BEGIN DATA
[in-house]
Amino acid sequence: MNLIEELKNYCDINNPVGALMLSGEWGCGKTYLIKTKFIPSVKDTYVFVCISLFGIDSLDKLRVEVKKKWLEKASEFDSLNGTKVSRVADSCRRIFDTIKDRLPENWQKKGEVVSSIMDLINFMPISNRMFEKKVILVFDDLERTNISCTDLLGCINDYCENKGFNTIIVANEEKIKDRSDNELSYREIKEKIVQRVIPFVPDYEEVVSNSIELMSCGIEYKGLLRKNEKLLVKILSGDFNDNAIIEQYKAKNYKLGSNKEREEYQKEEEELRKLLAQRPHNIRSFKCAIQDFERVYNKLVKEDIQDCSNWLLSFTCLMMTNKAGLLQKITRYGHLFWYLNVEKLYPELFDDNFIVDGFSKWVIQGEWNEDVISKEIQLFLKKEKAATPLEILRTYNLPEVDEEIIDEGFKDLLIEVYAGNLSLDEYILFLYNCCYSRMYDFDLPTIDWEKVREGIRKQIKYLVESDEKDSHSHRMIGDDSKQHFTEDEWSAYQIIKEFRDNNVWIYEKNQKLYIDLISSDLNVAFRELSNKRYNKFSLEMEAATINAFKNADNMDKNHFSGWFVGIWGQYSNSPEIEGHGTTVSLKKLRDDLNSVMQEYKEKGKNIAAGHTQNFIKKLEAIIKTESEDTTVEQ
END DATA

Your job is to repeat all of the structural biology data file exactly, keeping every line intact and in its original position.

[in-house]
Amino acid sequence: MNLIEELKNYCDINNPVGALMLSGEWGCGKTYLIKTKFIPSVKDTYVFVCISLFGIDSLDKLRVEVKKKWLEKASEFDSLNGTKVSRVADSCRRIFDTIKDRLPENWQKKGEVVSSIMDLINFMPISNRMFEKKVILVFDDLERTNISCTDLLGCINDYCENKGFNTIIVANEEKIKDRSDNELSYREIKEKIVQRVIPFVPDYEEVVSNSIELMSCGIEYKGLLRKNEKLLVKILSGDFNDNAIIEQYKAKNYKLGSNKEREEYQKEEEELRKLLAQRPHNIRSFKCAIQDFERVYNKLVKEDIQDCSNWLLSFTCLMMTNKAGLLQKITRYGHLFWYLNVEKLYPELFDDNFIVDGFSKWVIQGEWNEDVISKEIQLFLKKEKAATPLEILRTYNLPEVDEEIIDEGFKDLLIEVYAGNLSLDEYILFLYNCCYSRMYDFDLPTIDWEKVREGIRKQIKYLVESDEKDSHSHRMIGDDSKQHFTEDEWSAYQIIKEFRDNNVWIYEKNQKLYIDLISSDLNVAFRELSNKRYNKFSLEMEAATINAFKNADNMDKNHFSGWFVGIWGQYSNSPEIEGHGTTVSLKKLRDDLNSVMQEYKEKGKNIAAGHTQNFIKKLEAIIKTESEDTTVEQ